A round consists of a) bidding for tiles, b)collecting tiles you were successful on, c) adding them to your display and collecting the instant reward, d) collecting resources (money is dependent on how large your population is), e) revealing 2 disaster tokens and dealing with any effects. Simple so far and now for the complications that make this a tight and highly interesting game. First off any terrain tile you take must be placed next in line to the last terrain tile you bought and at least one production symbol must match on both tiles, secondly any town tiles you purchase must be built with resources in hand if not one of your spare coins must be placed on it, thirdly when overbid on a tile you may move your bid to any other tile, you may also stay where you are and raise your bid. With any bid you make you can add money but you may never reduce the size of a bid. You may pass on the bidding phase completely and receive 3 cash from the bank, however if you bid but later decide to withdraw from the bidding round you only receive 1 cash as compensation.

I mentioned disasters, there are 3 tokens for each of the 5 disasters and 3 blanks, 2 tokens  are drawn at the end of each round, when the 3rd of a specific disaster is drawn that even takes place immediately and they can be game losing if you have not accounted for them, for instance plague reduces your population by 1/3, early in the game not too much hassle but later when you have your population up to 12 (36 VP) and you lose 4 that is a loss of 16VP and needs to be countered. Other disasters destroy terrain tiles, town tiles, luxury goods or food stocks, fortunately a small number of tiles provide defence against the various disasters.

The top right town tile gave me immunity from plague (middle bottom symbol), it has a coin on it denoting I had not yet paid the 3 stone and 3 wood to build it. Note the common income symbols on adjacent land tiles.

The top right town tile gave me immunity from plague (middle bottom symbol), it has a coin on it denoting I had not yet paid the 3 stone and 3 wood to build it. Note the common income symbols on adjacent land tiles.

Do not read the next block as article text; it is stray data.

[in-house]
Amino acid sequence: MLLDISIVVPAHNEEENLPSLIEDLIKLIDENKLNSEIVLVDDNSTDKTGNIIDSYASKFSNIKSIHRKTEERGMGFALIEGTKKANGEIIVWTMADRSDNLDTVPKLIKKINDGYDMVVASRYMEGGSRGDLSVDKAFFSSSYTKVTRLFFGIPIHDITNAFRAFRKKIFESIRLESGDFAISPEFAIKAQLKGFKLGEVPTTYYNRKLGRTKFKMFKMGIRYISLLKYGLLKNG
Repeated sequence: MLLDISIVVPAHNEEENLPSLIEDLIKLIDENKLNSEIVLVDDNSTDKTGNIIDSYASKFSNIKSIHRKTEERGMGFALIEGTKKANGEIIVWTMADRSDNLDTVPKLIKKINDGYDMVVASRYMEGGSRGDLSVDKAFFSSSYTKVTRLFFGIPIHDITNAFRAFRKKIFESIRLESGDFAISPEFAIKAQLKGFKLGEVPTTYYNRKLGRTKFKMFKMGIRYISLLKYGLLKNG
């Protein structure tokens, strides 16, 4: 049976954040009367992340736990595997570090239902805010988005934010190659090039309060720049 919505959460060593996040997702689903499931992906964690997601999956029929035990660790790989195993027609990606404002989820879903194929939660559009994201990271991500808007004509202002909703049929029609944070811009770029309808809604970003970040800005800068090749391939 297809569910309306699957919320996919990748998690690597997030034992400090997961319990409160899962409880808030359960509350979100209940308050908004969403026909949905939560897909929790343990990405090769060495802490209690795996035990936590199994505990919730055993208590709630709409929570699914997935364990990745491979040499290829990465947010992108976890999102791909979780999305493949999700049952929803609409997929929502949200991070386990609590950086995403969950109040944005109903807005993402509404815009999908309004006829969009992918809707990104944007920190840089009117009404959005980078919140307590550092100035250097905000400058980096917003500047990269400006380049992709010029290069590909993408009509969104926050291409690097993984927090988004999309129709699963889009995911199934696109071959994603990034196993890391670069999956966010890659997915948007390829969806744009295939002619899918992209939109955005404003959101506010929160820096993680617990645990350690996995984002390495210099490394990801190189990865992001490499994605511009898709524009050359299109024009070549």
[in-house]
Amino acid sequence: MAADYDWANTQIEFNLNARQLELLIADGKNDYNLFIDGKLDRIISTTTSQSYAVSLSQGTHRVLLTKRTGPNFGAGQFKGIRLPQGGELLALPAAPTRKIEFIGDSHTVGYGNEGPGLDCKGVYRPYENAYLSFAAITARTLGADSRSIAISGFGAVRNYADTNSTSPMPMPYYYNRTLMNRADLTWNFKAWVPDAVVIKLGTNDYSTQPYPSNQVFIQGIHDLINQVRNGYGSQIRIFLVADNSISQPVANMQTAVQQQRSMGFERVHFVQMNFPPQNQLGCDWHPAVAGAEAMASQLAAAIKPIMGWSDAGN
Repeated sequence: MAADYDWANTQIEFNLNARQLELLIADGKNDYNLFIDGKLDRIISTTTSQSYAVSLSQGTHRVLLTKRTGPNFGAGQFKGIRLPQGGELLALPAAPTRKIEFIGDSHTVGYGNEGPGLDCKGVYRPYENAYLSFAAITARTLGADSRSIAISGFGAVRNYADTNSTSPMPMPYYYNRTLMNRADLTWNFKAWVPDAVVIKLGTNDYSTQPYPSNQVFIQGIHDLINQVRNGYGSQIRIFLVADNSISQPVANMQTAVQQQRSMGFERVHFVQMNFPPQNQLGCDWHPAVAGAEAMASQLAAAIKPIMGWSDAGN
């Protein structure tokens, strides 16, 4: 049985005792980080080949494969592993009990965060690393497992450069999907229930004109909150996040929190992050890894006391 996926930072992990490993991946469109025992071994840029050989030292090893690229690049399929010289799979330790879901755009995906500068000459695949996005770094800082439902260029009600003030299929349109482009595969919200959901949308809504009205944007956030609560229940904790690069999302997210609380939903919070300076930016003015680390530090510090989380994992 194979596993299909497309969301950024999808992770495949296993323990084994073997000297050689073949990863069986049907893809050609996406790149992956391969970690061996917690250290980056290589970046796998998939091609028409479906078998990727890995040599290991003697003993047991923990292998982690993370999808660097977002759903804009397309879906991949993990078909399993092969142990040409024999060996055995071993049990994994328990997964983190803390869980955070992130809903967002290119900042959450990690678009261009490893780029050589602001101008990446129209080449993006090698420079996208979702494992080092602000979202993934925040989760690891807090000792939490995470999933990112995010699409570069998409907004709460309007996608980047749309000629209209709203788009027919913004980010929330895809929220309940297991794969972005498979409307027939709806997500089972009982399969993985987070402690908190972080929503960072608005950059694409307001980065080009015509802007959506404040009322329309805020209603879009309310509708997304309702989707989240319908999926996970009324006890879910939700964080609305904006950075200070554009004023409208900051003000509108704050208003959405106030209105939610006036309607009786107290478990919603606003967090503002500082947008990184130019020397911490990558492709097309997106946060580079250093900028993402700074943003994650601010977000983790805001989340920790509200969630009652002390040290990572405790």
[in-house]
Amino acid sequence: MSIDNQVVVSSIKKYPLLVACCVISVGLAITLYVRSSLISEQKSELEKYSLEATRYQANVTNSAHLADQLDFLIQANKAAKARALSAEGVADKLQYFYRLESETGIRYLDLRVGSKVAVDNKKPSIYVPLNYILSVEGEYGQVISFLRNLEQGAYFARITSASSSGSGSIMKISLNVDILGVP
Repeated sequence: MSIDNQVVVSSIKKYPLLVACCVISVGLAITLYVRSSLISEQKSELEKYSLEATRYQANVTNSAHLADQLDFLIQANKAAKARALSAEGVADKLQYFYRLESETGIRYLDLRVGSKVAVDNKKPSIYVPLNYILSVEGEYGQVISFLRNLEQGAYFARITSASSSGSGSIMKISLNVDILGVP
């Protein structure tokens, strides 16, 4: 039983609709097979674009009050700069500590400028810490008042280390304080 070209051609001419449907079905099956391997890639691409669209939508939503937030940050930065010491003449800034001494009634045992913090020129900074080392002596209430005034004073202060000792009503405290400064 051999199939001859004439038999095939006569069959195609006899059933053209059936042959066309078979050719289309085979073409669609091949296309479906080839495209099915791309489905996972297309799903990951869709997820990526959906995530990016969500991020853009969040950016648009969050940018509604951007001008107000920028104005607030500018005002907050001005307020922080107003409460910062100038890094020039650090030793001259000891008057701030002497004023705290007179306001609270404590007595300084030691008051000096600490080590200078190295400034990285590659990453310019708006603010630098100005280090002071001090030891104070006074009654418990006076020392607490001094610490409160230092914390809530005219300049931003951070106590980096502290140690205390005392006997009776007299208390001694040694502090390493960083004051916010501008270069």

If that were not bad enough 4 times during the game there is a feeding session, these come out as follows :- one between rounds 4 and 6 (inc), one on either round 7 or 8, one in round 9 and another at the end of the game. A feeding session takes place immediately a tile with the relevant symbol is revealed (this is done at the very beginning of a round), population must be fed 1 food each, any not fed are lost, secondly any town tile with a coin on it MUST be built or lost. Sounds easy, but if you get a famine as a disaster depleting your food stocks at the end of one round and a feeding at the start of the next you lose a big chunk of your population. Another example (from our game) was the destruction of luxury goods followed by a feeding session, with all my luxury goods gone I could not build a building which was defending me against plague, so I lost it, its power, its production and the victory points it had and later in the game I lost 3 people (9vp).

Overall this is a lovely game, its mechanics draw you in and there is a lot to think about, it is thematic but perhaps is not as “pretty” as some would like being just tiles and counters, it is highly interactive in the bidding phase and once you know the game it plays quite quickly in about an hour, it is more of a “strategy game” than a “family game” every play giving you lots to think about with plenty of decision making and the rules are such that . I was gratified that everyone at the table said they would like to play it again not a normal response to some of the games I bring to the table and with the different city states available it has a high replay value. I strongly recommend Pelopones,

The star Trek Board played on Table 3

The star Trek Board played on Table 3